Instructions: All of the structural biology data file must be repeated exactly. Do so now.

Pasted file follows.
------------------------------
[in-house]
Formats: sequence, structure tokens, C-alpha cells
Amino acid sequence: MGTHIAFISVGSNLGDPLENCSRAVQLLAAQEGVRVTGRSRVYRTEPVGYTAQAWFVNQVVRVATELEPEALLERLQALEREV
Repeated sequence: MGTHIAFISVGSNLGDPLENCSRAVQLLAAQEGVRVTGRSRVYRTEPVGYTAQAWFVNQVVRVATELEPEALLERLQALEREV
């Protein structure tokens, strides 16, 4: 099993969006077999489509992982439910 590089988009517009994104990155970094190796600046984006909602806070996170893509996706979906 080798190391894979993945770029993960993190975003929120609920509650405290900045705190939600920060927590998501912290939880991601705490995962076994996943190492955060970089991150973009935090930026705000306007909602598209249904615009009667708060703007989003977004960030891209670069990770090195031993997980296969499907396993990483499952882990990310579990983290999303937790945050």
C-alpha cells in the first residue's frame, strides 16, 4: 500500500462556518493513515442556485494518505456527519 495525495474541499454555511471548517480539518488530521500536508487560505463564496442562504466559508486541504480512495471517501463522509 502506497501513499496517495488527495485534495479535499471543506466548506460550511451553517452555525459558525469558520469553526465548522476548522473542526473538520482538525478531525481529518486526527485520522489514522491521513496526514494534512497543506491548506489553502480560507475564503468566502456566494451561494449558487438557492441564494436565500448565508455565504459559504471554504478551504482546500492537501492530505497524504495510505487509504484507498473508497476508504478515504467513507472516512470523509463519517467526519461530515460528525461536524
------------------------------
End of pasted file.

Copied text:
[in-house]
Formats: sequence, structure tokens, C-alpha cells
Amino acid sequence: MGTHIAFISVGSNLGDPLENCSRAVQLLAAQEGVRVTGRSRVYRTEPVGYTAQAWFVNQVVRVATELEPEALLERLQALEREV
Repeated sequence: MGTHIAFISVGSNLGDPLENCSRAVQLLAAQEGVRVTGRSRVYRTEPVGYTAQAWFVNQVVRVATELEPEALLERLQALEREV
């Protein structure tokens, strides 16, 4: 099993969006077999489509992982439910 590089988009517009994104990155970094190796600046984006909602806070996170893509996706979906 080798190391894979993945770029993960993190975003929120609920509650405290900045705190939600920060927590998501912290939880991601705490995962076994996943190492955060970089991150973009935090930026705000306007909602598209249904615009009667708060703007989003977004960030891209670069990770090195031993997980296969499907396993990483499952882990990310579990983290999303937790945050």
C-alpha cells in the first residue's frame, strides 16, 4: 500500500462556518493513515442556485494518505456527519 495525495474541499454555511471548517480539518488530521500536508487560505463564496442562504466559508486541504480512495471517501463522509 502506497501513499496517495488527495485534495479535499471543506466548506460550511451553517452555525459558525469558520469553526465548522476548522473542526473538520482538525478531525481529518486526527485520522489514522491521513496526514494534512497543506491548506489553502480560507475564503468566502456566494451561494449558487438557492441564494436565500448565508455565504459559504471554504478551504482546500492537501492530505497524504495510505487509504484507498473508497476508504478515504467513507472516512470523509463519517467526519461530515460528525461536524